Diurnal cortisol dysregulation, functional disability, and depression in women with ovarian cancer

Authors

  • Aliza Z. Weinrib MA,

    1. Department of Psychology, University of Iowa, Iowa City, Iowa
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  • Sandra E. Sephton PhD,

    1. Department of Psychological and Brain Sciences and James Graham Brown Cancer Center, University of Louisville, Louisville, Kentucky
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  • Koen DeGeest MD,

    1. Division of Gynecologic Oncology, Department of Obstetrics and Gynecology, University of Iowa, Iowa City, Iowa
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  • Frank Penedo PhD,

    1. Department of Psychology, University of Miami, Coral Gables, Florida
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  • David Bender MD,

    1. Division of Gynecologic Oncology, Department of Obstetrics and Gynecology, University of Iowa, Iowa City, Iowa
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  • Bridget Zimmerman PhD,

    1. Biostatistical Consulting Center, College of Public Health, University of Iowa Health Care, Iowa City, Iowa
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  • Clemens Kirschbaum PhD,

    1. Department of Biological Psychology, Technical University of Dresden, Dresden, Germany
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  • Anil K. Sood MD,

    1. Department of Gynecologic Oncology, The University of Texas M. D. Anderson Cancer Center, Houston, Texas
    2. Department of Cancer Biology, The University of Texas M. D. Anderson Cancer Center, Houston, Texas
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  • David M. Lubaroff PhD,

    1. Department of Urology, Holden Comprehensive Cancer Center, University of Iowa, Iowa City, Iowa
    2. Department of Microbiology, Holden Comprehensive Cancer Center, University of Iowa, Iowa City, Iowa
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  • Susan K. Lutgendorf PhD

    Corresponding author
    1. Department of Psychology, University of Iowa, Iowa City, Iowa
    2. Division of Gynecologic Oncology, Department of Obstetrics and Gynecology, University of Iowa, Iowa City, Iowa
    3. Department of Urology, Holden Comprehensive Cancer Center, University of Iowa, Iowa City, Iowa
    • Departments of Psychology, Obstetrics and Gynecology, and Urology and Holden Comprehensive Cancer Center, University of Iowa, E11 Seashore Hall, Iowa City, IA 52242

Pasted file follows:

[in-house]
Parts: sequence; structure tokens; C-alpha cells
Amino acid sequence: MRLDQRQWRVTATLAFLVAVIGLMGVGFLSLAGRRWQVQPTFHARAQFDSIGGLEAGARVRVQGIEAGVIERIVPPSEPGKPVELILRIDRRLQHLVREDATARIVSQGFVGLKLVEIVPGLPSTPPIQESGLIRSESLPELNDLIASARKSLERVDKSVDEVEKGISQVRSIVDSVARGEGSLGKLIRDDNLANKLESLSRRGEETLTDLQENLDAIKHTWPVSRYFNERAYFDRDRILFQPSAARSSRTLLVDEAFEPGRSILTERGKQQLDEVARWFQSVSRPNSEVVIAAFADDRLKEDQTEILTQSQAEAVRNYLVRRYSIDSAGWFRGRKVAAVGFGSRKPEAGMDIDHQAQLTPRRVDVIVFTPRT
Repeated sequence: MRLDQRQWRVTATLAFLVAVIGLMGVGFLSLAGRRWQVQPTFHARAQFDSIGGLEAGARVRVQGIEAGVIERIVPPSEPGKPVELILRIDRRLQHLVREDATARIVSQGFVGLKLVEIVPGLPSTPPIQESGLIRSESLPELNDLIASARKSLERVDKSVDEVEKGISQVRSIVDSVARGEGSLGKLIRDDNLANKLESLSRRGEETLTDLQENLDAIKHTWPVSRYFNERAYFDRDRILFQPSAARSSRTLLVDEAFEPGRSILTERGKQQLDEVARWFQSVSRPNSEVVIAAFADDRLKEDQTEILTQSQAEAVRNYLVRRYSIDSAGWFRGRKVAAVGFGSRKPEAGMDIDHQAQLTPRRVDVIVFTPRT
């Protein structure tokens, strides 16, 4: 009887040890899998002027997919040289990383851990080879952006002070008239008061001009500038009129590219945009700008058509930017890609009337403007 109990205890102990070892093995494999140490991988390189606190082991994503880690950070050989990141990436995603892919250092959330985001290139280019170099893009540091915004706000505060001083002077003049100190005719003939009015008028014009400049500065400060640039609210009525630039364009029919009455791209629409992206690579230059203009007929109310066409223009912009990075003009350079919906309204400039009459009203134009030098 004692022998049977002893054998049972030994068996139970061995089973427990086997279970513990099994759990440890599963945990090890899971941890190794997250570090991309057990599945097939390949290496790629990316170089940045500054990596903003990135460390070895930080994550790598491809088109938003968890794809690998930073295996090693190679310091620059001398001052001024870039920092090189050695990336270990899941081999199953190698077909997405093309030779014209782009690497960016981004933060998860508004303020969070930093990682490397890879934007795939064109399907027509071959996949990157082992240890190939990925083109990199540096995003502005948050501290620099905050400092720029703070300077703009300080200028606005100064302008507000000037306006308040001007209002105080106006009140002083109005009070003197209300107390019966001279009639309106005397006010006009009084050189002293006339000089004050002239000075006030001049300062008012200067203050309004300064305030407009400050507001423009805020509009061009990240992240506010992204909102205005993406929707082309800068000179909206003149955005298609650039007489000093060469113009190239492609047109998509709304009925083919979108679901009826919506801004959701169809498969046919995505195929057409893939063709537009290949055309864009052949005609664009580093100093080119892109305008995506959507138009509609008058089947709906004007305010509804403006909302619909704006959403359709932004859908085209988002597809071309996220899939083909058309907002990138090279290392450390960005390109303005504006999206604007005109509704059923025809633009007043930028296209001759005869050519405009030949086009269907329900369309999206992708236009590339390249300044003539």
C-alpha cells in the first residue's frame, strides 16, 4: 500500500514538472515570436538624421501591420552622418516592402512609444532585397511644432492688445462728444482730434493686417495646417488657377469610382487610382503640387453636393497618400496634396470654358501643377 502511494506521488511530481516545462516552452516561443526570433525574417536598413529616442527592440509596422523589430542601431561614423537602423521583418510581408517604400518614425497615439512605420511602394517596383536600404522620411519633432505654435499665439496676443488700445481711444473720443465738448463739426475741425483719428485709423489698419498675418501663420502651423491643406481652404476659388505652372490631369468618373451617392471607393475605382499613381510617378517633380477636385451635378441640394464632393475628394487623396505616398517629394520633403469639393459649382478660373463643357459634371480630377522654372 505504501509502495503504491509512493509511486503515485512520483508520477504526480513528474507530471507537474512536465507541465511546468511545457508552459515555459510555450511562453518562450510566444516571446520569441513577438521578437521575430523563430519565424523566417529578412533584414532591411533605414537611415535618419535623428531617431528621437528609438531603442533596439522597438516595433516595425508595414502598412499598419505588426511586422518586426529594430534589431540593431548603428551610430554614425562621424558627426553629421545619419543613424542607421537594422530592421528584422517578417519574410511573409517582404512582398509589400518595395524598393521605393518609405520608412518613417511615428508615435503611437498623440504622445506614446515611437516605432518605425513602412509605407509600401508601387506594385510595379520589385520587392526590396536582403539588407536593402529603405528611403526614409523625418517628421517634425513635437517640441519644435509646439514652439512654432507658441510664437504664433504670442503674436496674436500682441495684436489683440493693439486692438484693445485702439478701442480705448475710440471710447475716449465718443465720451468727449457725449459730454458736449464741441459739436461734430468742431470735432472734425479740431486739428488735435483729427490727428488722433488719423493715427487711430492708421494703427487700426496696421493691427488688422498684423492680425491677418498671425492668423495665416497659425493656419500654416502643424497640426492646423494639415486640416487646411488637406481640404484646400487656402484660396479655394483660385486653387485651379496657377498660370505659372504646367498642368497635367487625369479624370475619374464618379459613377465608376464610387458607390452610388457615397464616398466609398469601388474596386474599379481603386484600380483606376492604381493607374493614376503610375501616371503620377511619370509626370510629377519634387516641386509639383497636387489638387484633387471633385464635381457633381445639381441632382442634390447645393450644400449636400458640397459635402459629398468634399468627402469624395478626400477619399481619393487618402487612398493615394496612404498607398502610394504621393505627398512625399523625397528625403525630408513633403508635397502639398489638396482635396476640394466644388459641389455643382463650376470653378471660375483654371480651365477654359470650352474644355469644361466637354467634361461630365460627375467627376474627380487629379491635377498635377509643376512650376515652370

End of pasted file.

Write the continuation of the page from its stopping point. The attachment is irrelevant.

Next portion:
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    • Fax: (319) 335-0191


Abstract

BACKGROUND:

Multiple alterations in circadian rhythms have been observed in cancer patients, including the diurnal rhythm of the adrenal hormone cortisol. Diurnal cortisol alterations have been associated with cancer-related physiological processes as well as psychological stress. Here we investigate alterations in diurnal cortisol rhythm in ovarian cancer patients, and potential links with depression, life stress, and functional disability.

METHODS:

Women (n = 177) with suspected ovarian cancer completed questionnaires and collected salivary cortisol 3× daily for 3 consecutive days before surgery. One hundred women were subsequently diagnosed with ovarian cancer and 77 with benign disease. In addition, healthy women (n = 33) not scheduled for surgery collected salivary cortisol at the same time points.

RESULTS:

Ovarian cancer patients demonstrated significantly elevated nocturnal cortisol (P = .022) and diminished cortisol variability (P = .023) compared with women with benign disease and with healthy women (all P values <.0001). Among ovarian cancer patients, higher levels of nocturnal cortisol and less cortisol variability were significantly associated with greater functional disability, fatigue, and vegetative depression, but not with stress, distress, or depressed affect. There were no significant associations between functional or psychological variables and diurnal cortisol in women with benign disease.

CONCLUSIONS:

Nocturnal cortisol and cortisol variability show significant dysregulation in ovarian cancer patients, and this dysregulation was associated with greater functional disability, fatigue, and vegetative depression. These findings suggest potential hypothalamic-pituitary-adrenal involvement in functional disability in ovarian cancer, and may have implications for disease progression. Cancer 2010. © 2010 American Cancer Society.

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